This book analyzes and evaluates the growing field of light-emitting nanoprobes as contrast agents for in vivo imaging and sensing. It is a comprehensive resource that critically analyzes the state of the art in an interdisciplinary manner, with a special focus on the shift of emission wavelengths into the near-infrared (NIR) spectral region (ranging from 0.7 to 2 microns), which has greatly contributed to the latest advances in biomedical imaging and sensing. This book discusses merits of different contrast agents at nanoscale, and how their unique chemical and structural properties lead to the emission and interaction of light within the NIR window. Both the NIR-emitting materials and various surface modification strategies governing their interactions with the biological system at the “nano” level are discussed. Furthermore, different experimental techniques and protocols for NIR-light-based in vivo imaging and sensing are addressed to shed light on further understanding of the advantages and limitations of each category of these nanoprobes.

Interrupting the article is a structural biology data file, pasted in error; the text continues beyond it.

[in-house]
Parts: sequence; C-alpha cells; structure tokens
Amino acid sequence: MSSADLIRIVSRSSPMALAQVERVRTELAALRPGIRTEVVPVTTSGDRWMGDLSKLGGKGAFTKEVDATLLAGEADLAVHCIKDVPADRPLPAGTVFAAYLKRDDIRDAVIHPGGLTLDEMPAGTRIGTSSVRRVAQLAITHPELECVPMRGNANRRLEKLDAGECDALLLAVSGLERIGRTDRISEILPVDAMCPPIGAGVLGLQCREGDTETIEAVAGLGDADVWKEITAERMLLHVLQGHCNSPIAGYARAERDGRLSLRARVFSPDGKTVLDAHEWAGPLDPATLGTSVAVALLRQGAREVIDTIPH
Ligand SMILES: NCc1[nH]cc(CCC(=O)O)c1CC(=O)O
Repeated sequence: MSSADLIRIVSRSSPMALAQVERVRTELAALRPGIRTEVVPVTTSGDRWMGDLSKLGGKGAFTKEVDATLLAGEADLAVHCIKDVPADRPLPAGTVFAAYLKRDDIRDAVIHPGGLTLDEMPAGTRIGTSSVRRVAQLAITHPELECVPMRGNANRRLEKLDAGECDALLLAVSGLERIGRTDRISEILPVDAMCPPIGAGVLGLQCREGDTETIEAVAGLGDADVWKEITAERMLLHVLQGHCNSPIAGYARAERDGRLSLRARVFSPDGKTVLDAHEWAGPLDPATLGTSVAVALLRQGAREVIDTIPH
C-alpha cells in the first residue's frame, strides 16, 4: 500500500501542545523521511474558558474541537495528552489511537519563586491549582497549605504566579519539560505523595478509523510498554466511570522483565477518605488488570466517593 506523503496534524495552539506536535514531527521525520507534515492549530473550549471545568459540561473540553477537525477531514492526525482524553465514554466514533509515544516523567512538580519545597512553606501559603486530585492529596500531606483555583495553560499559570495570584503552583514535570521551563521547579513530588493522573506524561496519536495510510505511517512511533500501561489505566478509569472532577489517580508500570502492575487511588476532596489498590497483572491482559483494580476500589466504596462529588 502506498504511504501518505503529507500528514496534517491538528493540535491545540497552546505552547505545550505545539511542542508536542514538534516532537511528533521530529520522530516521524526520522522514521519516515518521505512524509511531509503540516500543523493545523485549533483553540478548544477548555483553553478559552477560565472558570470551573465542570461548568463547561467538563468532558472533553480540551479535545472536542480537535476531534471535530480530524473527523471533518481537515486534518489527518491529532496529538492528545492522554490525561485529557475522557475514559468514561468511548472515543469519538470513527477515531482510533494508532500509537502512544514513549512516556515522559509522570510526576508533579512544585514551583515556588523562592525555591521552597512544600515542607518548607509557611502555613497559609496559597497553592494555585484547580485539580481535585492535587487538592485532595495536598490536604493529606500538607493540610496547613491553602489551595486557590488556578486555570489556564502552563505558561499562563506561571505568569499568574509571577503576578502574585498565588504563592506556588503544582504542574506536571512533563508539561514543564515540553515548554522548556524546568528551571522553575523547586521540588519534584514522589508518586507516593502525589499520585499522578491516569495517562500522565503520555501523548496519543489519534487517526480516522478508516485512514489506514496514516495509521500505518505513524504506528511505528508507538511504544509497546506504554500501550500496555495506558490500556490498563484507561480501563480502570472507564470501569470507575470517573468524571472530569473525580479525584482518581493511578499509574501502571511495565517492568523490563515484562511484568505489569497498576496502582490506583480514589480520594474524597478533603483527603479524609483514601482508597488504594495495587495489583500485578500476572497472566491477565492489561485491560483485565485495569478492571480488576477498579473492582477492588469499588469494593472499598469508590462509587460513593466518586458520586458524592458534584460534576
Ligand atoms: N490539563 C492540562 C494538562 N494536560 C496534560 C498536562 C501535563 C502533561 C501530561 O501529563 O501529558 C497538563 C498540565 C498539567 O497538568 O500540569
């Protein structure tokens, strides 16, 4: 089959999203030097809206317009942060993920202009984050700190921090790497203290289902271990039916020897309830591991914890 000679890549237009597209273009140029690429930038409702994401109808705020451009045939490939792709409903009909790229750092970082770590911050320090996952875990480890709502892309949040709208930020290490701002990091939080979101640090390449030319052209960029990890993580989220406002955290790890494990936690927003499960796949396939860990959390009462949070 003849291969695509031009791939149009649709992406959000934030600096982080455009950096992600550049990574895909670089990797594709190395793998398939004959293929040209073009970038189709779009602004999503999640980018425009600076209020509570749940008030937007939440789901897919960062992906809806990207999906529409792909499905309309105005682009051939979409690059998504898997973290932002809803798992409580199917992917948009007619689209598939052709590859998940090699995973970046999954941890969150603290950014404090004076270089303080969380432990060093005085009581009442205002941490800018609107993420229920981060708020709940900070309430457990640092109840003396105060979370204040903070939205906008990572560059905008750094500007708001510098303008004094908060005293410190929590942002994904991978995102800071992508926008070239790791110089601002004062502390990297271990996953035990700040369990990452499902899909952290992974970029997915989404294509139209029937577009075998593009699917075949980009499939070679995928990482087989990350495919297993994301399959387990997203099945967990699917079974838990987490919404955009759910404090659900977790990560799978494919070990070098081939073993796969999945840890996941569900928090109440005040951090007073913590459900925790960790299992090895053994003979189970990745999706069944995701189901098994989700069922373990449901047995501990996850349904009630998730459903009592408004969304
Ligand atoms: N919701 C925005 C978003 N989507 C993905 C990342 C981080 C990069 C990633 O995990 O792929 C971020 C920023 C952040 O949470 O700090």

Assembles the state of the art heretofore appearing in scientific literature into a comprehensive, multi-perspective guidebook on near infrared-emitting nanomaterials in an assortment of biomedical applications;
Explains the physical, chemical, and biological phenomena underlying near infrared-emitting nanomaterials for biomedical applications;
Presents conceptual and experimental approaches surrounding a unique spectral range of light emission from nanosized contrast agents, while offering a clear explanation of basic and general phenomena regarding the interaction between light and biological tissues, such as absorption, scattering and autofluorescence.
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